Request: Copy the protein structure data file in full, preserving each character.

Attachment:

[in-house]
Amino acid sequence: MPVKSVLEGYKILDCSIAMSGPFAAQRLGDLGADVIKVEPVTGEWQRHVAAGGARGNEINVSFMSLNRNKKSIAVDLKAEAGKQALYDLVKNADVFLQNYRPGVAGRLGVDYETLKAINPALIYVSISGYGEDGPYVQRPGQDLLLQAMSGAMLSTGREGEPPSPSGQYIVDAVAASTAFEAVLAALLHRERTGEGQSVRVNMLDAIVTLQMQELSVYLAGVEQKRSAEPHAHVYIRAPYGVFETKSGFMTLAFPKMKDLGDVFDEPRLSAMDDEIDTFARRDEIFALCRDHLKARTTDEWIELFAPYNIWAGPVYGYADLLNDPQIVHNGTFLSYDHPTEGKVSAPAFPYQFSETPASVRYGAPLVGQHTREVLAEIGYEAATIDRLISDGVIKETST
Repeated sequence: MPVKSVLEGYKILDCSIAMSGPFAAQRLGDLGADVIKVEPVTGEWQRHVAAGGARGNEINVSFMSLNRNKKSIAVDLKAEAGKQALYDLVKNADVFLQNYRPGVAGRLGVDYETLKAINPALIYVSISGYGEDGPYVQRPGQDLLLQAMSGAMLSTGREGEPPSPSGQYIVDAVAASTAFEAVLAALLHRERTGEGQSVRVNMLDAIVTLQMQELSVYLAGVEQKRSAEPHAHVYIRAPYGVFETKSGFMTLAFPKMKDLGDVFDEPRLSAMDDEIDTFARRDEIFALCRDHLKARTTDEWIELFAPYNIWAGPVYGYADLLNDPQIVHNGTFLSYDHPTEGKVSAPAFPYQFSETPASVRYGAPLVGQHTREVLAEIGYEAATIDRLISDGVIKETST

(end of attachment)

[in-house]
Amino acid sequence: MPVKSVLEGYKILDCSIAMSGPFAAQRLGDLGADVIKVEPVTGEWQRHVAAGGARGNEINVSFMSLNRNKKSIAVDLKAEAGKQALYDLVKNADVFLQNYRPGVAGRLGVDYETLKAINPALIYVSISGYGEDGPYVQRPGQDLLLQAMSGAMLSTGREGEPPSPSGQYIVDAVAASTAFEAVLAALLHRERTGEGQSVRVNMLDAIVTLQMQELSVYLAGVEQKRSAEPHAHVYIRAPYGVFETKSGFMTLAFPKMKDLGDVFDEPRLSAMDDEIDTFARRDEIFALCRDHLKARTTDEWIELFAPYNIWAGPVYGYADLLNDPQIVHNGTFLSYDHPTEGKVSAPAFPYQFSETPASVRYGAPLVGQHTREVLAEIGYEAATIDRLISDGVIKETST
Repeated sequence: MPVKSVLEGYKILDCSIAMSGPFAAQRLGDLGADVIKVEPVTGEWQRHVAAGGARGNEINVSFMSLNRNKKSIAVDLKAEAGKQALYDLVKNADVFLQNYRPGVAGRLGVDYETLKAINPALIYVSISGYGEDGPYVQRPGQDLLLQAMSGAMLSTGREGEPPSPSGQYIVDAVAASTAFEAVLAALLHRERTGEGQSVRVNMLDAIVTLQMQELSVYLAGVEQKRSAEPHAHVYIRAPYGVFETKSGFMTLAFPKMKDLGDVFDEPRLSAMDDEIDTFARRDEIFALCRDHLKARTTDEWIELFAPYNIWAGPVYGYADLLNDPQIVHNGTFLSYDHPTEGKVSAPAFPYQFSETPASVRYGAPLVGQHTREVLAEIGYEAATIDRLISDGVIKETST